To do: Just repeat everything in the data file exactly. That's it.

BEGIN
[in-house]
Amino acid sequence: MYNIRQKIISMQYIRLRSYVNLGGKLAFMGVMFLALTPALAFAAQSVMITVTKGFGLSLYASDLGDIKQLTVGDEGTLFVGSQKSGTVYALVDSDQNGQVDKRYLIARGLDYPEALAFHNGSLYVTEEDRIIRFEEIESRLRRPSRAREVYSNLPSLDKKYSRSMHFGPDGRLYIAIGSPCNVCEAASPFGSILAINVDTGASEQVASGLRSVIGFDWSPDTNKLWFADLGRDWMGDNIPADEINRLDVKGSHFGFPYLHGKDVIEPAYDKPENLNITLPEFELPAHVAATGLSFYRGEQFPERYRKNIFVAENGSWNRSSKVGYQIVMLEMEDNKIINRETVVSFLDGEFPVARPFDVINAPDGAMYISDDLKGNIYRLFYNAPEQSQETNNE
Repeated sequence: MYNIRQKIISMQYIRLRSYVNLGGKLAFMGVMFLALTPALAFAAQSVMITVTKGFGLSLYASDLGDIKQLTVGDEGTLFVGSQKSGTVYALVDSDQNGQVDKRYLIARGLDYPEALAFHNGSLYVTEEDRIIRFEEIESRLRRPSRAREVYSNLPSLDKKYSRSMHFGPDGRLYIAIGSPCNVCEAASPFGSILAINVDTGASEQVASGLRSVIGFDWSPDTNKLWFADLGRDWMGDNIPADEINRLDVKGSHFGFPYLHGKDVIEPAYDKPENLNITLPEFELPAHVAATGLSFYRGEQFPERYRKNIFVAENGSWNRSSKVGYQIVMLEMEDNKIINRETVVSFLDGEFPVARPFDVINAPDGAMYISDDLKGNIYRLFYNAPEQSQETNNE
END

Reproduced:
[in-house]
Amino acid sequence: MYNIRQKIISMQYIRLRSYVNLGGKLAFMGVMFLALTPALAFAAQSVMITVTKGFGLSLYASDLGDIKQLTVGDEGTLFVGSQKSGTVYALVDSDQNGQVDKRYLIARGLDYPEALAFHNGSLYVTEEDRIIRFEEIESRLRRPSRAREVYSNLPSLDKKYSRSMHFGPDGRLYIAIGSPCNVCEAASPFGSILAINVDTGASEQVASGLRSVIGFDWSPDTNKLWFADLGRDWMGDNIPADEINRLDVKGSHFGFPYLHGKDVIEPAYDKPENLNITLPEFELPAHVAATGLSFYRGEQFPERYRKNIFVAENGSWNRSSKVGYQIVMLEMEDNKIINRETVVSFLDGEFPVARPFDVINAPDGAMYISDDLKGNIYRLFYNAPEQSQETNNE
Repeated sequence: MYNIRQKIISMQYIRLRSYVNLGGKLAFMGVMFLALTPALAFAAQSVMITVTKGFGLSLYASDLGDIKQLTVGDEGTLFVGSQKSGTVYALVDSDQNGQVDKRYLIARGLDYPEALAFHNGSLYVTEEDRIIRFEEIESRLRRPSRAREVYSNLPSLDKKYSRSMHFGPDGRLYIAIGSPCNVCEAASPFGSILAINVDTGASEQVASGLRSVIGFDWSPDTNKLWFADLGRDWMGDNIPADEINRLDVKGSHFGFPYLHGKDVIEPAYDKPENLNITLPEFELPAHVAATGLSFYRGEQFPERYRKNIFVAENGSWNRSSKVGYQIVMLEMEDNKIINRETVVSFLDGEFPVARPFDVINAPDGAMYISDDLKGNIYRLFYNAPEQSQETNNE